WASHINGTON — Those supporting and opposing strict labeling of foods that are produced using genetic engineering of bioengineered foods, where quick to react last week when the U.S. Department of Agriculture updated regulations on how and when foods should be labeled as bioengineered, known as genetically engineered or modified.
According to a news release issued by Tamara Hinton, of Story Partners, on behalf of agricultural producers, “The final rule only requires a disclosure when products contain bioengineered genetic material and not when some ingredients, such as oils, starches and sugars are made from crops which may be bioengineered.”
USDA’s disclosure standard adopts the position that “there is no health, safety and nutritional difference between bioengineered crops and comparable or organic crops,” Hinton’s release reads. That position is also held by ausch organizations at the American Medical Association and National Academy of Sciences.
“Several countries, including Australia, Brazil and Japan also do not require mandatory labeling of foods made with products when they do not contain bioengineered substance,” according to the release.
Zippy Duvall, president of the American Farm Bureau Federation, was a quoted as saying, “This rule is a victory for consumers who desire transparency and for the entire food value chain, from the farmer to the food manufacturer. It provides clarity to the marketplace and allows consumers to make informed decisions on the issues that are important to them.”
In his contributed statement Richard Gerstenberger, president of the American Sugarbeet Growers Association, “America’s sugarbeet farmers commend USDA for thoughtfully crafting a final rule that provides transparency to consumers and clarity to farmers and food manufactures.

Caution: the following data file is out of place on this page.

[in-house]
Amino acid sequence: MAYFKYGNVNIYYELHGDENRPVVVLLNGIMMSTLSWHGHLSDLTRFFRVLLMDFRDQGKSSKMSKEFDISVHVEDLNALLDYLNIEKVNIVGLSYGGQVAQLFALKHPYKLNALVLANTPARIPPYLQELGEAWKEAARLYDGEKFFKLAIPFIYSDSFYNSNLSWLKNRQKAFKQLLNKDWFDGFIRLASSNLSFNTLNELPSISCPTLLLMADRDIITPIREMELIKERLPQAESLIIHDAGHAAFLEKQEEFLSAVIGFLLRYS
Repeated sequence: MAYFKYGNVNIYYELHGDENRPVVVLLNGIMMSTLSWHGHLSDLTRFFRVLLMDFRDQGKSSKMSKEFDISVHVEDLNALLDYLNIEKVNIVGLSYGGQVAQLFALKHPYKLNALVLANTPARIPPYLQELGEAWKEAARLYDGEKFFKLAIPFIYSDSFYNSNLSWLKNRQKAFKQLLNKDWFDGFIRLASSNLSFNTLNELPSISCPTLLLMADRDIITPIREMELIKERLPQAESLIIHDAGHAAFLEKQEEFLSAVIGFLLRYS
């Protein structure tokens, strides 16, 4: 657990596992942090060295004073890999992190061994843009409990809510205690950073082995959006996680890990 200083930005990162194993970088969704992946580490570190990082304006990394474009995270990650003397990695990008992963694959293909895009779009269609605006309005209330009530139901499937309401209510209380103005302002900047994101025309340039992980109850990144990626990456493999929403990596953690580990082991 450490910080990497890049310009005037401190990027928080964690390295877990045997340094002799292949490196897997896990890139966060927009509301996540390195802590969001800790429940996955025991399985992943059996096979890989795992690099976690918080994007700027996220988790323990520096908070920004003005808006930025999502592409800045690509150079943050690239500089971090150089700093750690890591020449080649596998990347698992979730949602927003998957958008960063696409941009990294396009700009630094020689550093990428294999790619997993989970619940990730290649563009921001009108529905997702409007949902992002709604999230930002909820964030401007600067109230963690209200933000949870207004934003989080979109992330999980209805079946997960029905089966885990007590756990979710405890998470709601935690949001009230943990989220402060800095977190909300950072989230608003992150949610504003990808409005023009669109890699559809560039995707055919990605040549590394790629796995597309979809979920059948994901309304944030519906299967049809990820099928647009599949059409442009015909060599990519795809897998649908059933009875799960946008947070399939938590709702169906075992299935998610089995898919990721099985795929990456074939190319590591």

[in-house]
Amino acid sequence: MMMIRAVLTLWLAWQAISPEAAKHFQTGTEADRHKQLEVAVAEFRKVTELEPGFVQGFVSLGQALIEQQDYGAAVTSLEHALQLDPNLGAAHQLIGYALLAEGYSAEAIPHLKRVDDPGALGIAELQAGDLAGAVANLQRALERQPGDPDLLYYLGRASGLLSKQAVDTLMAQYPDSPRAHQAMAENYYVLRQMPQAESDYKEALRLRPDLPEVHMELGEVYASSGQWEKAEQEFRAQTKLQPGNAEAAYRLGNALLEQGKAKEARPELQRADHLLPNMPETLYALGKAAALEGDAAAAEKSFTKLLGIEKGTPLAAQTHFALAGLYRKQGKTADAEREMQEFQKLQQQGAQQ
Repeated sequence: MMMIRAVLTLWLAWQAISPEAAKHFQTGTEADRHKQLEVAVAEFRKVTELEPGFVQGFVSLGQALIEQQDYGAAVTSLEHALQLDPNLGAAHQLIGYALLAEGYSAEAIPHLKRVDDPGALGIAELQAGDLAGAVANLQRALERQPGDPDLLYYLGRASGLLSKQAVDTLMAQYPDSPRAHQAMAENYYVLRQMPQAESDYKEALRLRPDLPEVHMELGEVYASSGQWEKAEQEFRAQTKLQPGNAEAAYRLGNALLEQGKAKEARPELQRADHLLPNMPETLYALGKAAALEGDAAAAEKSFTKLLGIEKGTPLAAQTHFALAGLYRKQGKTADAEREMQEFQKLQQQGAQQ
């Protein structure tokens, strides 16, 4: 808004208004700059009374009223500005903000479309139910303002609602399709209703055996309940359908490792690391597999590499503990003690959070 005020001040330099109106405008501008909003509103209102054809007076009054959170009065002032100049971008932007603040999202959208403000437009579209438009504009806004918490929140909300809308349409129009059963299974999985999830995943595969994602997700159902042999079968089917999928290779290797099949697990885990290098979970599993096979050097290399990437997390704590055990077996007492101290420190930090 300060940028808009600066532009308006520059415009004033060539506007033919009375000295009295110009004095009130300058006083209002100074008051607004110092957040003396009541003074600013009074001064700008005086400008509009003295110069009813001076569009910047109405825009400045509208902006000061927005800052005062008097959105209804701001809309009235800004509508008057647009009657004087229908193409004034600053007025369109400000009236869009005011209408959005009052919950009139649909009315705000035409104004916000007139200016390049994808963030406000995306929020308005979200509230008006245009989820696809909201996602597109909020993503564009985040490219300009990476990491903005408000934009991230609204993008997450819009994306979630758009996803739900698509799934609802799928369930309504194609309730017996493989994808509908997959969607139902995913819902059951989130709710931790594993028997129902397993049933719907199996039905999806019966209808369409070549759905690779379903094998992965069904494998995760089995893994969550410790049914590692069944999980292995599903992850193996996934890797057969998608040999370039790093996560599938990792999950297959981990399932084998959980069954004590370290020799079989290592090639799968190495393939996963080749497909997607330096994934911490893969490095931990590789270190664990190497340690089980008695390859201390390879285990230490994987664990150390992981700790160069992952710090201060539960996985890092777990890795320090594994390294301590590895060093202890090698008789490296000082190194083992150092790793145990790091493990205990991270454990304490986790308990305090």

“Furthermore, this rule does not impose misleading labeling requirements and recognizes that there are no differences between oils, starches and sugars from bioengineered or conventional crops.”
Arguing the other side, officials of the Center for Food Safety said in a news release, “The final regulations include provisions that will leave the majority of GMO derived foods unlabeled, discriminate against more than 100 million Americans, and prohibit the use of the widely known terms “GMO” and “GE.”
“USDA has betrayed the public trust by denying Americans the right to know how their food is produced,” stated Andrew Kimbrell, executive director at the center.
“The majority of GE foods would not be labeled as a result of provision that exempt highly highly refined products of GMO’s, and set a high 5 percent threshold for unintended presence of GE ingredients,” the release reads.
“The 5 percent threshold for the unintended presence of GE ingredients in processed food is far too high — over five time higher than the European Union’s 0,9 percent standard,” it reads.
Presently the only reliable way to avoid GMO’s is to buy organic or non-GMO certified products, Rebecca Spector, of the Center For Food Safety, noting that Campbells’ Mars and Danone are among the companies doing GMO labeling.